Athlete Worth Watching: Kassidy Bresnahan, South River High School Graduate
Nov 02, 2017 10:41AM
Recent South River High School graduate Kassidy Bresnahan arrived at the University of Florida this fall several steps ahead of the rest of her highly recruited freshmen lacrosse teammates.
Her advantage: Bresnahan boasts deep ties to the Gators’ program. First and foremost, Bresnahan’s sister, Taylor, starred for Florida as a four-year starter. On top of that, her high school coach at South River, Caroline Cochran, also played for the Gators under current coach Amanda O’Leary.
Bresnahan, who chose Florida over scholarship offers from Louisville, Boston College, George Mason, and High Point, felt the connection right away.
“It’s awesome to get a feeling of what I am expecting next season,” says Bresnahan, who plans to major in criminology and attend nursing school after college. “A bunch of drills we will be doing at Florida are the drills I did in high school. It was definitely cool to see that. Some of the other girls might not know what to expect.”
Cochran couldn’t talk about Bresnahan and Florida lacrosse without bringing up her mentor, O’Leary, several times.
“I think she is well prepared,” Cochran says. “We emulate the Florida style of play, and a lot of their drills we use in practice. Kassidy has been familiar with them for four years. Her sister also played there. I think she will have an advantage.”
The 18-year-old Bresnahan will have to confront one issue, though, in that following in Taylor’s footsteps won’t be easy. Taylor earned All-American honors as both a junior and senior.
“Yeah, there is a lot of pressure with what she accomplished,” Bresnahan says. “She was named one of the top defenders in the nation and they called her the anchor of the defense. I am almost expected to be just as good.”
The five-foot-seven Bresnahan ratcheted up her workout schedule this past summer and seemed to train like a professional athlete. She lifted weights at an Edgewater gym and performed conditioning, speed, and agility drills at South River while also running and shooting at a net hundreds of times every day.
“I got a workout packet from Florida at the beginning of the summer,” Bresnahan says. “I was working out three hours a day. I was working out twice as much as I usually do. Maybe even three times. It was crazy.”
Taylor noticed her sister’s dedication to getting into the best shape possible.
“I think she has been working a lot harder this summer because she knows it’s crunch time,” says Taylor, whose grandparents live in Gainesville. “She’s more than ready for the season. She was also down here in Gainesville for more than two weeks training with me on our field shooting and running. She wanted to see it and get used to it.”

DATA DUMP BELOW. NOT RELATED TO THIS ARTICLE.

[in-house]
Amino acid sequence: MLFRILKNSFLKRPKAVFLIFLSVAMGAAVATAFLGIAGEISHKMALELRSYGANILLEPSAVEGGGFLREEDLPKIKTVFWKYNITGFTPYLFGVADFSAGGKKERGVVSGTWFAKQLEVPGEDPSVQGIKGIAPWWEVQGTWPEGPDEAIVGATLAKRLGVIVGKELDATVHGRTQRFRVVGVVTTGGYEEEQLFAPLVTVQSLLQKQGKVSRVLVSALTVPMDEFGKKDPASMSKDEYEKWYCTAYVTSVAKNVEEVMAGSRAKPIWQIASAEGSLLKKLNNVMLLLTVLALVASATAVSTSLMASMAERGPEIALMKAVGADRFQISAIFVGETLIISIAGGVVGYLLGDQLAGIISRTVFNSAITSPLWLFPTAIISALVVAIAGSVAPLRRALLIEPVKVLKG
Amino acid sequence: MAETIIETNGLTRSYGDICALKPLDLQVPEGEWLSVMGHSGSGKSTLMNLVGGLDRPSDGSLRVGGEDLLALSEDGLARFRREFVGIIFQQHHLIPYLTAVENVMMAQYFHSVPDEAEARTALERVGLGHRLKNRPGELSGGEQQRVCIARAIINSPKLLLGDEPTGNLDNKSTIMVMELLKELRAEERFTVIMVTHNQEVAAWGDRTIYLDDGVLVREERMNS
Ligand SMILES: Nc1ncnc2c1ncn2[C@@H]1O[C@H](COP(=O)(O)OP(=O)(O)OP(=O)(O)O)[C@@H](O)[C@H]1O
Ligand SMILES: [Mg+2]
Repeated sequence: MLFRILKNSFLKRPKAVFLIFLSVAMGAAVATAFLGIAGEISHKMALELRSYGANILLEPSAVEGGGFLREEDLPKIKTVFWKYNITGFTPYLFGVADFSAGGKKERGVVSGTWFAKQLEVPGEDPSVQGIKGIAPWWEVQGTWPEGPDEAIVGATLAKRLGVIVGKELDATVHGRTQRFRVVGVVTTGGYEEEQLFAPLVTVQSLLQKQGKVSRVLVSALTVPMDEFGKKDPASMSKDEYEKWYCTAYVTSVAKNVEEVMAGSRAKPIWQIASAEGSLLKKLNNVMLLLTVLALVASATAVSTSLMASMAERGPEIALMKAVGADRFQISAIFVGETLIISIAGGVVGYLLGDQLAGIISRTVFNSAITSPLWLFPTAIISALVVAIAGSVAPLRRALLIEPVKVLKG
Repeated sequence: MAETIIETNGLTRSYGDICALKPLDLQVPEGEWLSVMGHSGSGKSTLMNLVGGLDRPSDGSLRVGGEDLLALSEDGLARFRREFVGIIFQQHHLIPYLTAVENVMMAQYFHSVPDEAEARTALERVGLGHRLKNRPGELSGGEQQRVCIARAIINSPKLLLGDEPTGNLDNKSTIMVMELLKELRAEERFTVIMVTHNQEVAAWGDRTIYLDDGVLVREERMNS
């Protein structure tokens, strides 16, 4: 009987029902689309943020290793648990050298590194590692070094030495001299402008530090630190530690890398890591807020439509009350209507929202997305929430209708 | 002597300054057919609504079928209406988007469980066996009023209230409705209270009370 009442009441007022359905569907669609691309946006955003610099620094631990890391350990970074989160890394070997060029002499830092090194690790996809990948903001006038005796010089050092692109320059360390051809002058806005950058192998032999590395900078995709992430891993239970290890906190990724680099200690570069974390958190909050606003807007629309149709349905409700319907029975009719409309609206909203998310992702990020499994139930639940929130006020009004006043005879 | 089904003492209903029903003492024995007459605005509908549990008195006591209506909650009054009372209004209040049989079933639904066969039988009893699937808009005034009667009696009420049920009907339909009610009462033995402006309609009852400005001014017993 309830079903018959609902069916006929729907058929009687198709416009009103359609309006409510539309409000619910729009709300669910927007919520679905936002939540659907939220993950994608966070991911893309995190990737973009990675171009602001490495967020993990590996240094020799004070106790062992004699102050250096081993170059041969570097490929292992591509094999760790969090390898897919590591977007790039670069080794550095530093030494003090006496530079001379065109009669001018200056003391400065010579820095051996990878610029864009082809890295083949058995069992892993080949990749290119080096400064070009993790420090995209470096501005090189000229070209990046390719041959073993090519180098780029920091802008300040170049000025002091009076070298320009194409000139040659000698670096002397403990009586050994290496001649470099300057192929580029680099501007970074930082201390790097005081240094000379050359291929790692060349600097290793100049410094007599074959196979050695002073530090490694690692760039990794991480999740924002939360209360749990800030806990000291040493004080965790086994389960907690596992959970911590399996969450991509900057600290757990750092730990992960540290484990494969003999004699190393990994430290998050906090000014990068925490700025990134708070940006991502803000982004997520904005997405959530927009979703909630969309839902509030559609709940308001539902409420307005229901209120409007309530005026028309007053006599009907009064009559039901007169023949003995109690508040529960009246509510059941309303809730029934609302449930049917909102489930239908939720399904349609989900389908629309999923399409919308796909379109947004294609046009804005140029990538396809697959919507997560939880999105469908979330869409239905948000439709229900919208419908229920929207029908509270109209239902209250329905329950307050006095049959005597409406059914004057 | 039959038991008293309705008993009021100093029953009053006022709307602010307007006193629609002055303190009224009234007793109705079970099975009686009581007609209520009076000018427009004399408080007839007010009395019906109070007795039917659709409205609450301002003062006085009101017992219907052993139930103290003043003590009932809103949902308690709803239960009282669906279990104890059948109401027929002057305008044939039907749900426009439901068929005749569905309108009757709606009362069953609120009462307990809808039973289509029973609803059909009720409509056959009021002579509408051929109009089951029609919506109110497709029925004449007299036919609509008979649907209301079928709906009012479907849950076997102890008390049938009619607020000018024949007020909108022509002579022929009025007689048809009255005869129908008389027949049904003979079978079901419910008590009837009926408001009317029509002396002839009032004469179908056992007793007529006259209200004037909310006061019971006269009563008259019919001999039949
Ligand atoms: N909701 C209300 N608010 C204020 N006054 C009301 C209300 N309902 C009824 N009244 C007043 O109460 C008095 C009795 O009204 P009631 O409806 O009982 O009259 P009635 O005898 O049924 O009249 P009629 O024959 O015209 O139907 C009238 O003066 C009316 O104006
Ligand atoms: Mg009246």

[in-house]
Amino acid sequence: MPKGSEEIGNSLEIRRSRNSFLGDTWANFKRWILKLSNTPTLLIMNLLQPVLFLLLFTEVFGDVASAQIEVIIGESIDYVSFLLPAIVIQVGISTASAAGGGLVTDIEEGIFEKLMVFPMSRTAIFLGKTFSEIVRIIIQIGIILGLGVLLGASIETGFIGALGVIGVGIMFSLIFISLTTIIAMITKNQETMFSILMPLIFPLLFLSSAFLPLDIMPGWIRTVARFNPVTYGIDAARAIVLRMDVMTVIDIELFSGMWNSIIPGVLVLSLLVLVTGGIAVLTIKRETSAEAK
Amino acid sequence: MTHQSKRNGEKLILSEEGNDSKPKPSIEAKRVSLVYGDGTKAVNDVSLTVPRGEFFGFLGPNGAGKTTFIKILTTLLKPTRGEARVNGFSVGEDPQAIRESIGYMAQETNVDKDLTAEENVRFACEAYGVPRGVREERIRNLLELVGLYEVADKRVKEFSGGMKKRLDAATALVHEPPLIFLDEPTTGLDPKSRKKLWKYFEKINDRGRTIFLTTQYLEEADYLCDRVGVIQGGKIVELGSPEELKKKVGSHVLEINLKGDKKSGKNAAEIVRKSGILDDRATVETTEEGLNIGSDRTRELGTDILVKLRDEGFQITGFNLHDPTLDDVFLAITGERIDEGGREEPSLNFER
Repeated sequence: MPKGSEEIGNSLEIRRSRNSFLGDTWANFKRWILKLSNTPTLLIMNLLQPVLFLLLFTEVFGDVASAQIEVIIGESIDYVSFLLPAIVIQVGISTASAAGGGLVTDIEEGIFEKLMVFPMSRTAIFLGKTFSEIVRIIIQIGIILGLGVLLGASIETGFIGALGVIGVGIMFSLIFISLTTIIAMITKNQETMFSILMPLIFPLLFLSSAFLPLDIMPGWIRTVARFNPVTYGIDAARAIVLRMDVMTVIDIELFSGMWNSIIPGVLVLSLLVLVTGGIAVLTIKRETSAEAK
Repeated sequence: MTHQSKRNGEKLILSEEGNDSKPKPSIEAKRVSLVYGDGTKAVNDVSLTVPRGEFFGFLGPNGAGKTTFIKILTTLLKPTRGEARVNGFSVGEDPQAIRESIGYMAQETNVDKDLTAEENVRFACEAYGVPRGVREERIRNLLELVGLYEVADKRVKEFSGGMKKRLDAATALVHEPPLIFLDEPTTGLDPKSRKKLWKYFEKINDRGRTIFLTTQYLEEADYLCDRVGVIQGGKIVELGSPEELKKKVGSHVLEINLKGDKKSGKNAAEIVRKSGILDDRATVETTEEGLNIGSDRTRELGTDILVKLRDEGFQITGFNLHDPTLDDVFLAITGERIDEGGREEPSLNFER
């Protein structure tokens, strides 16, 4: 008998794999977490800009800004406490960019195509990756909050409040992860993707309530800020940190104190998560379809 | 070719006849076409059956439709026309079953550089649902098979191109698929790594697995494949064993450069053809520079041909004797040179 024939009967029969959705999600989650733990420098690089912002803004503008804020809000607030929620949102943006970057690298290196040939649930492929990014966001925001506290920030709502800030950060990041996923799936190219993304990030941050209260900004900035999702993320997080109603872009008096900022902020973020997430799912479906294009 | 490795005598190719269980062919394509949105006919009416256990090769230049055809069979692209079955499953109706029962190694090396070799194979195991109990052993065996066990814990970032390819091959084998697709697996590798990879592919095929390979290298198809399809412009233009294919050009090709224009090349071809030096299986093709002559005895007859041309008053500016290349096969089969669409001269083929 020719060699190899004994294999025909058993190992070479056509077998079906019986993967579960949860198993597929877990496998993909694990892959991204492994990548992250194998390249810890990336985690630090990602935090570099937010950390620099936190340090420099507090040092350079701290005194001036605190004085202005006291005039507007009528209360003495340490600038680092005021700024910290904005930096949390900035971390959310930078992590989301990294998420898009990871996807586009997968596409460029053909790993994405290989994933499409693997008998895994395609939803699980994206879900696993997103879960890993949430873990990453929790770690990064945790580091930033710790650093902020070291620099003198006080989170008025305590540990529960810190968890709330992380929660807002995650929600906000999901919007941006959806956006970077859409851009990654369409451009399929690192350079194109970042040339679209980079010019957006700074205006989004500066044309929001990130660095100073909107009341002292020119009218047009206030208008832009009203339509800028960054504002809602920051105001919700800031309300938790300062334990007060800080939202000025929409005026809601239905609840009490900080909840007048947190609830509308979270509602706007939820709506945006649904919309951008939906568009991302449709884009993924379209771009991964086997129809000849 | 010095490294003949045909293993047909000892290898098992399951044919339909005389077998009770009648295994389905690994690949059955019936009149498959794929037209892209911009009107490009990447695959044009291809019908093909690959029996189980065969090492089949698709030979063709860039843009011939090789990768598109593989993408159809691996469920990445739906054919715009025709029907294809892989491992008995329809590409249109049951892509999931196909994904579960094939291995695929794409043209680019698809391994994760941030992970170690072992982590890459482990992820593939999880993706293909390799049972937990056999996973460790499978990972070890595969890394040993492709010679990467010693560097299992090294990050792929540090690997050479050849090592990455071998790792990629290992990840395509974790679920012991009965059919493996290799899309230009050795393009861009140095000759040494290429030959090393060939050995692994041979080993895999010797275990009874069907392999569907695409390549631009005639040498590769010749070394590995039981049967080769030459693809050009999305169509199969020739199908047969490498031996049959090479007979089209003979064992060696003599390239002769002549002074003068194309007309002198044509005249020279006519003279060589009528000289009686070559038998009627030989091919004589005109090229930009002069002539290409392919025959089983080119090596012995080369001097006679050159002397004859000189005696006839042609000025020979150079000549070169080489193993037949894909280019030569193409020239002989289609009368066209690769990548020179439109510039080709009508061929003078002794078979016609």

Bresnahan had a dramatic impact on the South River girls’ lacrosse team as a senior, leading the Seahawks in goals (53) with an accurate and blistering shot. She also ranked third in assists (9) and fourth in draw controls (27).
Bresnahan played her best in the playoffs, totaling three goals and an assist with seven draw controls to help the Seahawks to the Class 4A/3A South Region final, where they lost to Severna Park, 13-9. Brensahan also had four goals and four assists in a postseason rout of North Point of Charles County.
“She really stepped up those games,” Cochran says. “Her experience brought us to the next level.
She led us to the regional final, which we hadn’t gotten to in three years. She led by example and she really brings it when she shows up. She was a role model for the younger players.”
Lacrosse wasn’t the only sport Bresnahan, whose sister Tommi will be sophomore on the Seahawks lacrosse team next spring, shined in for South River. Bresnahan started for three years in basketball and field hockey for the Seahawks. She was a first-team all-county selection as defender in field hockey in her final two years and ranked third in scoring and second in steals working as a shooting guard for the basketball squad.
“She was one of the go-to players on a (Class 4A) state championship team,” South River athletic director David Klingel says. “If she wanted to play collegiate field hockey, she could have. She was just one of those kids that you don’t come across a lot these days: Someone that excels at all three sports.”